Jobsite Packages

SBCA’s Jobsite Package is likely the most economical risk management tool a component manufacturer (CM) can deploy.

With respect to your business, what do you dwell on before you go to sleep? What’s the first thing you think about when you wake up in the morning? If I were to hazard a guess, I would say the most common answer in our industry right now is related to labor challenges and greater production. Given all we have been learning at the SBCA meetings over the past year, I would argue we also need to be constantly focused on our exposure to risk.

For decades, SBCA Jobsite Packages have helped component manufacturers (CMs) provide handling and installation guidance to their customers with every order. These pre-assembled packages of instruction documents, attached to truss deliveries in a zippered plastic bag, are now available in a digital format.

I would like to know the proper storage and shipping of wood trusses.

We are concerned with SBCA’s BCSI-B1 Summary Sheet which under “Notes” makes a disclaimer. Our concern is if there would be an accident with our trusses and we point out that the bracing was not placed correctly according to SBCA documentation, which is sent with every job. If the accident goes to court, how will our attorney respond when the opposing attorney points out the disclaimer, which infers that the bracing we recommend must be flawed, otherwise it would not be disclaimed?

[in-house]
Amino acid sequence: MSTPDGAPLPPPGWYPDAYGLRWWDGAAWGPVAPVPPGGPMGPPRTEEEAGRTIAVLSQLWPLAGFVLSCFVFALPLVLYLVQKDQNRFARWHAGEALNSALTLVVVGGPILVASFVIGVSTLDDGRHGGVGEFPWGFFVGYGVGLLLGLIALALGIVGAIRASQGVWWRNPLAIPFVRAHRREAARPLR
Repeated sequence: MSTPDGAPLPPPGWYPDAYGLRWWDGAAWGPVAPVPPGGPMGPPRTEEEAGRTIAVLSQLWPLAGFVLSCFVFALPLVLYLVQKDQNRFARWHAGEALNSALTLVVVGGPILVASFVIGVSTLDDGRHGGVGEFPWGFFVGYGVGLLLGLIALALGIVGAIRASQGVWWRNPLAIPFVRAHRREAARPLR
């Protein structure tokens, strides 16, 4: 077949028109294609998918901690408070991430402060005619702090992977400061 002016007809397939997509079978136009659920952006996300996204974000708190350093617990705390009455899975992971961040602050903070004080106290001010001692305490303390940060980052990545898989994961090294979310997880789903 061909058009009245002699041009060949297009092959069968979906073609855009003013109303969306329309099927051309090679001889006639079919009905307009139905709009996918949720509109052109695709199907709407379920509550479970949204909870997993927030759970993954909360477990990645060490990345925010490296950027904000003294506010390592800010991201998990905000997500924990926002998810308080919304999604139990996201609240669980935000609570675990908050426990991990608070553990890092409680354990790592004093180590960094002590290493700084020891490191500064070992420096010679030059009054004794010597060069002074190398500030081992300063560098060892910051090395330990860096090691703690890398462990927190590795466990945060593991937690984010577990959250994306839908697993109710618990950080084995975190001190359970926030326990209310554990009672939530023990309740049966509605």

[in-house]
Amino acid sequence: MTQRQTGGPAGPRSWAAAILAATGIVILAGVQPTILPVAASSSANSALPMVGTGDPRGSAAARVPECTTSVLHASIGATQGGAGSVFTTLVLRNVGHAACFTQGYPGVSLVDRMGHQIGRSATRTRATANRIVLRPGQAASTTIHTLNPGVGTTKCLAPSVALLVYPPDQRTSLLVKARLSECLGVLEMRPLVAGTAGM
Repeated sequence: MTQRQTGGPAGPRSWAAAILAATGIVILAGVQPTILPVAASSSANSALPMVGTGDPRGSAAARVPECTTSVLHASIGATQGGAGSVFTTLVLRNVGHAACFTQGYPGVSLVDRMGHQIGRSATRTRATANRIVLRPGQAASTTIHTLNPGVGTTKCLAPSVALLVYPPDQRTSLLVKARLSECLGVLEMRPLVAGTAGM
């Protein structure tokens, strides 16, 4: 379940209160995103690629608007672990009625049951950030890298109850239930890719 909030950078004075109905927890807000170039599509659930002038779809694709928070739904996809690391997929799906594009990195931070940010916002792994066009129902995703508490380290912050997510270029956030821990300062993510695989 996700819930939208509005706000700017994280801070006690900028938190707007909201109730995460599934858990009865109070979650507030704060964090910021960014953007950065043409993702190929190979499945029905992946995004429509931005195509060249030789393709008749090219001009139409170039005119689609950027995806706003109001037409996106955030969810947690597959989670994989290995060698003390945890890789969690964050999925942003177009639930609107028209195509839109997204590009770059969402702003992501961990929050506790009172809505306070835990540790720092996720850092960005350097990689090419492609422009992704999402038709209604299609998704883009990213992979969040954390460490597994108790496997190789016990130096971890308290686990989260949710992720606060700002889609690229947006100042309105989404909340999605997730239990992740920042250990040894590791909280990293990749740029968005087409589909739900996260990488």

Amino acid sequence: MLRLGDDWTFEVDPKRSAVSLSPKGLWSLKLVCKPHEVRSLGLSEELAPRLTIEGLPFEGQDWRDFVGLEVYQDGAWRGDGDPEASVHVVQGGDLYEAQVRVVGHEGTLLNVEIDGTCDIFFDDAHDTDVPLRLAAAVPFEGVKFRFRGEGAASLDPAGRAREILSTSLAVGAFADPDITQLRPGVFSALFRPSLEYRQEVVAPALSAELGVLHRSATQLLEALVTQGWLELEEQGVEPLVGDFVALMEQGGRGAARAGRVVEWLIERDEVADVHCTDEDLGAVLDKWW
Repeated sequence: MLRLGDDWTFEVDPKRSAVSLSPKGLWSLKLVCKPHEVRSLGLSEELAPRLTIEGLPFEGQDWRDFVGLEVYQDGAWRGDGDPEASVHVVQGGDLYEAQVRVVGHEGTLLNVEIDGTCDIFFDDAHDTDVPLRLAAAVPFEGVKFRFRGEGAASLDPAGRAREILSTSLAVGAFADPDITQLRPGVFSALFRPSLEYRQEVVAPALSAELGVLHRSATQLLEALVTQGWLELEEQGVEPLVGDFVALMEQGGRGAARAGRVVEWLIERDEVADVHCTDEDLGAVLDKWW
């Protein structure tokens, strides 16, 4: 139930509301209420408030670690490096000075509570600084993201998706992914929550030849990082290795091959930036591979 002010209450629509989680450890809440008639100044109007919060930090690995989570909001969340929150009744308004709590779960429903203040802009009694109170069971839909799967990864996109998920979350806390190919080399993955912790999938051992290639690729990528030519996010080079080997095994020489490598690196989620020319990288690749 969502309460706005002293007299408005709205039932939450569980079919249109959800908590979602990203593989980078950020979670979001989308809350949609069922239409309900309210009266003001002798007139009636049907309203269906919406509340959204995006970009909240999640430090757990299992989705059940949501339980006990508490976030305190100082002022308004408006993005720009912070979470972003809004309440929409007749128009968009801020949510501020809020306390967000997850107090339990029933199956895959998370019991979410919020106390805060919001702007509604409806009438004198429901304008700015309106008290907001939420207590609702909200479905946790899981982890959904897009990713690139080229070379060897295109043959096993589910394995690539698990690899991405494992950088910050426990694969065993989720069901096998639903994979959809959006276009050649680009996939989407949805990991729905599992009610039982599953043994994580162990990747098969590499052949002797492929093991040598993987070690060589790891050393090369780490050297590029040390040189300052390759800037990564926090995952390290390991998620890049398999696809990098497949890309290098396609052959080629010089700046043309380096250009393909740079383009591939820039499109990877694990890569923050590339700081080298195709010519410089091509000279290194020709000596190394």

I am reviewing a truss package that includes multi-ply trusses. Where do I find the requirements for the attachment of the individual trusses to each other (nails and/or bolts)? Is this a requirement that the structural engineer of record needs to supply or is it the responsibility of the truss manufacturer to design?

Is there a detailed table for gable studs that gives the maximum length a vertical member can be before a lateral brace is required?

How important is continuous lateral bracing in roof trusses? Is it detrimental to the roof integrity if it is missing?

We are having a house built and on a recent visit we brought along a friend who builds houses for a living. He noticed that the trusses were wet and a bit moldy. The wood seemed warped, brown, and had white splotches on it. We are worried that it would later make the roof uneven. How could we tell how long the trusses have been exposed to the elements? What options do we have from here? Do we request new trusses, or can these be repaired?

Are there any schematics available on how to horizontally brace a 7/12 pitch roof?